If you cannot be vaccinated because you have a medical condition, you should tell your employer. Your employer should not discriminate against you (treat you unfairly) if you have a disability, like a medical condition. You and your employer can try to work out other ways to keep you and your workplace safe. For example, you may be able to perform different duties or work from home. Your employer should make reasonable adjustments to your work if that is possible. What is reasonable depends on your situation and the type of work you do. 

You do not have to give your employer private medical information, like proof of vaccination, unless they need it to make your workplace safe. If it is reasonable for your employer to ask you for proof that you are vaccinated, do not give them false information. Lying to your employer about being vaccinated may breach your employment contract – you could be disciplined or even dismissed.

Your employer must make sure your workplace is healthy and safe for you and others. If you cannot do your job in a way that is safe, your employer can dismiss you. 

If your employer says they will dismiss you, and you think that is unfair, get legal advice immediately. See Where to get help.

What if I do not want to be vaccinated?

You can choose to not be vaccinated against COVID-19 coronavirus.

However, this could mean losing your job, depending on your circumstances and the type of work you do.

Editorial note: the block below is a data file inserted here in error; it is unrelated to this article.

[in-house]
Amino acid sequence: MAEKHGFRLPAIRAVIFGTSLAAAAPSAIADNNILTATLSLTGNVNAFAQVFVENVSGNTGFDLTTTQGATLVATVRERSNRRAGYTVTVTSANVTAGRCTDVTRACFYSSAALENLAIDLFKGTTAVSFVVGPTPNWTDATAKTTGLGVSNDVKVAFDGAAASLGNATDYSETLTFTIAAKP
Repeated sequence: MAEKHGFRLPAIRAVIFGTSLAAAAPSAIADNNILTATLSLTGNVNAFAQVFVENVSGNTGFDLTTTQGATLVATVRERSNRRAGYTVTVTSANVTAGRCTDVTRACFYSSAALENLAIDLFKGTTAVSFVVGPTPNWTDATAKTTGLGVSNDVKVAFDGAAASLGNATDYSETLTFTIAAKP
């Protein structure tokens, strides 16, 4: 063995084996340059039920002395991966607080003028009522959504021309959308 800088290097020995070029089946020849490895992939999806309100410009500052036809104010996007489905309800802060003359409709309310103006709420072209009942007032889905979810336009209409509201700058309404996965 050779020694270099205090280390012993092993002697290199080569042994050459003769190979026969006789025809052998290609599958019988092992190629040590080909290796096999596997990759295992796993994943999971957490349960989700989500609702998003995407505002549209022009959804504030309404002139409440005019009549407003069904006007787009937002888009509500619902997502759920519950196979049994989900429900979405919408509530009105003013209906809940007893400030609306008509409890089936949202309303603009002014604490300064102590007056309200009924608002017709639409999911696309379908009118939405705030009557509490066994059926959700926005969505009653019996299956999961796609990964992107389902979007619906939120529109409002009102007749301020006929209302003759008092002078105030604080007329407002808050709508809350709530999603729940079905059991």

Some beliefs are protected by discrimination laws in Victoria, like religious beliefs and political beliefs. That means your employer should not treat you unfairly because of your religious beliefs or political beliefs. 

However, discrimination laws are unlikely to protect you if you refuse to be vaccinated because of your beliefs about vaccines. 

There are also situations when discrimination laws do not apply. That means you could lose your job if you refuse to be vaccinated and either of the following apply:

  • the chief health officer has directed that you must be vaccinated to work 
  • it is reasonable for your employer to insist you are vaccinated to make your workplace safe.

For more information about discrimination and vaccines, see the Victorian Equal Opportunity and Human Rights Commission Explainer: Mandatory COVID-19 vaccinations and your rights.

More information

See JobWatch’s webpage about Mandatory vaccinations in the workplace.

Read about discrimination and vaccines in the Victorian Equal Opportunity and Human Rights Commission Explainer: Mandatory COVID-19 vaccinations and your rights.

Learn more about legal issues and COVID-19 coronavirus.

Visit our ‘Find legal answers’ page on Employment and your rights.

Where to get help

If you need help with discrimination at work, contact us for legal help. Discrimination means that you are treated badly because of something that is protected by the law, like your religious beliefs or a disability.

If you need help with other employment issues, contact JobWatch.

If you need help with other legal issues, see ‘Get help’.

Acknowledgement

We acknowledge and thank JobWatch for assisting us to prepare this information.